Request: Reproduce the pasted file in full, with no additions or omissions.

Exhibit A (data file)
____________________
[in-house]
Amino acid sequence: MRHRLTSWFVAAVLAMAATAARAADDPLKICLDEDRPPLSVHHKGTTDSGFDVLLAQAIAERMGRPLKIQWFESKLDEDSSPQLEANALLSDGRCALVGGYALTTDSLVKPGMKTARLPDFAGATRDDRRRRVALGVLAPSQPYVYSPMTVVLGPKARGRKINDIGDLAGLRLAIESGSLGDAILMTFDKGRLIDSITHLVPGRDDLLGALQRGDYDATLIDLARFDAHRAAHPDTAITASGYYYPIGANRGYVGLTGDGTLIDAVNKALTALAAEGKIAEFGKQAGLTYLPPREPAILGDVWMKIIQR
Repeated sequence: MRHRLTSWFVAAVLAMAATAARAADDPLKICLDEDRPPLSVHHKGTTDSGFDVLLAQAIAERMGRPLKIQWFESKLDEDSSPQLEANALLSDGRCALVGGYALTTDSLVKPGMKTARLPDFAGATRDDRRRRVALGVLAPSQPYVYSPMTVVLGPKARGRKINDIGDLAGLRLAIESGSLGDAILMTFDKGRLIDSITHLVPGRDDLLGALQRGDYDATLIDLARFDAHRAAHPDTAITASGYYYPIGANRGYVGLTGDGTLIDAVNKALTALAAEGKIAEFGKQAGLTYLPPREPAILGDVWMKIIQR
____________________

[in-house]
Amino acid sequence: MRHRLTSWFVAAVLAMAATAARAADDPLKICLDEDRPPLSVHHKGTTDSGFDVLLAQAIAERMGRPLKIQWFESKLDEDSSPQLEANALLSDGRCALVGGYALTTDSLVKPGMKTARLPDFAGATRDDRRRRVALGVLAPSQPYVYSPMTVVLGPKARGRKINDIGDLAGLRLAIESGSLGDAILMTFDKGRLIDSITHLVPGRDDLLGALQRGDYDATLIDLARFDAHRAAHPDTAITASGYYYPIGANRGYVGLTGDGTLIDAVNKALTALAAEGKIAEFGKQAGLTYLPPREPAILGDVWMKIIQR
Repeated sequence: MRHRLTSWFVAAVLAMAATAARAADDPLKICLDEDRPPLSVHHKGTTDSGFDVLLAQAIAERMGRPLKIQWFESKLDEDSSPQLEANALLSDGRCALVGGYALTTDSLVKPGMKTARLPDFAGATRDDRRRRVALGVLAPSQPYVYSPMTVVLGPKARGRKINDIGDLAGLRLAIESGSLGDAILMTFDKGRLIDSITHLVPGRDDLLGALQRGDYDATLIDLARFDAHRAAHPDTAITASGYYYPIGANRGYVGLTGDGTLIDAVNKALTALAAEGKIAEFGKQAGLTYLPPREPAILGDVWMKIIQR